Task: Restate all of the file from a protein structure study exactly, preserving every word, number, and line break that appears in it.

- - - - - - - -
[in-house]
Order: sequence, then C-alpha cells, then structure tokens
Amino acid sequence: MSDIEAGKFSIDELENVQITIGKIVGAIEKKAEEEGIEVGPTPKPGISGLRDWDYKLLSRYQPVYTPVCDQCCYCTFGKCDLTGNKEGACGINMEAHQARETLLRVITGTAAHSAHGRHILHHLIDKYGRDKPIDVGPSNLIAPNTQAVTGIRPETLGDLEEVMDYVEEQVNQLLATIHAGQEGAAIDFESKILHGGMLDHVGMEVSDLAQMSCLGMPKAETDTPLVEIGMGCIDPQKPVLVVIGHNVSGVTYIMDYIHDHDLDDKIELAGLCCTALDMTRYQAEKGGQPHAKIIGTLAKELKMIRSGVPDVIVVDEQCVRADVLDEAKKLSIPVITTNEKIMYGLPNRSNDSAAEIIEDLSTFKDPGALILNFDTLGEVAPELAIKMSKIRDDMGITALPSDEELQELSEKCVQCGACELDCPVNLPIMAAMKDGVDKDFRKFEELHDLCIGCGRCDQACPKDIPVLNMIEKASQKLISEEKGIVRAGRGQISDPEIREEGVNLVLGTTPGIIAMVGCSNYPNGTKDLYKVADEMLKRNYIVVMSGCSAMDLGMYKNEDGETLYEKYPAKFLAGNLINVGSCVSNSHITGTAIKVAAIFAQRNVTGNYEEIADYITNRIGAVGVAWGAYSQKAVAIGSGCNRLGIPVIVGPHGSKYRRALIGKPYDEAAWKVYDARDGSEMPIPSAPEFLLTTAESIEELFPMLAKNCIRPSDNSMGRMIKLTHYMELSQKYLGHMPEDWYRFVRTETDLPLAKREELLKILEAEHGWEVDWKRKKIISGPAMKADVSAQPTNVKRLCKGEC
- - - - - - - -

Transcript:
[in-house]
Order: sequence, then C-alpha cells, then structure tokens
Amino acid sequence: MSDIEAGKFSIDELENVQITIGKIVGAIEKKAEEEGIEVGPTPKPGISGLRDWDYKLLSRYQPVYTPVCDQCCYCTFGKCDLTGNKEGACGINMEAHQARETLLRVITGTAAHSAHGRHILHHLIDKYGRDKPIDVGPSNLIAPNTQAVTGIRPETLGDLEEVMDYVEEQVNQLLATIHAGQEGAAIDFESKILHGGMLDHVGMEVSDLAQMSCLGMPKAETDTPLVEIGMGCIDPQKPVLVVIGHNVSGVTYIMDYIHDHDLDDKIELAGLCCTALDMTRYQAEKGGQPHAKIIGTLAKELKMIRSGVPDVIVVDEQCVRADVLDEAKKLSIPVITTNEKIMYGLPNRSNDSAAEIIEDLSTFKDPGALILNFDTLGEVAPELAIKMSKIRDDMGITALPSDEELQELSEKCVQCGACELDCPVNLPIMAAMKDGVDKDFRKFEELHDLCIGCGRCDQACPKDIPVLNMIEKASQKLISEEKGIVRAGRGQISDPEIREEGVNLVLGTTPGIIAMVGCSNYPNGTKDLYKVADEMLKRNYIVVMSGCSAMDLGMYKNEDGETLYEKYPAKFLAGNLINVGSCVSNSHITGTAIKVAAIFAQRNVTGNYEEIADYITNRIGAVGVAWGAYSQKAVAIGSGCNRLGIPVIVGPHGSKYRRALIGKPYDEAAWKVYDARDGSEMPIPSAPEFLLTTAESIEELFPMLAKNCIRPSDNSMGRMIKLTHYMELSQKYLGHMPEDWYRFVRTETDLPLAKREELLKILEAEHGWEVDWKRKKIISGPAMKADVSAQPTNVKRLCKGEC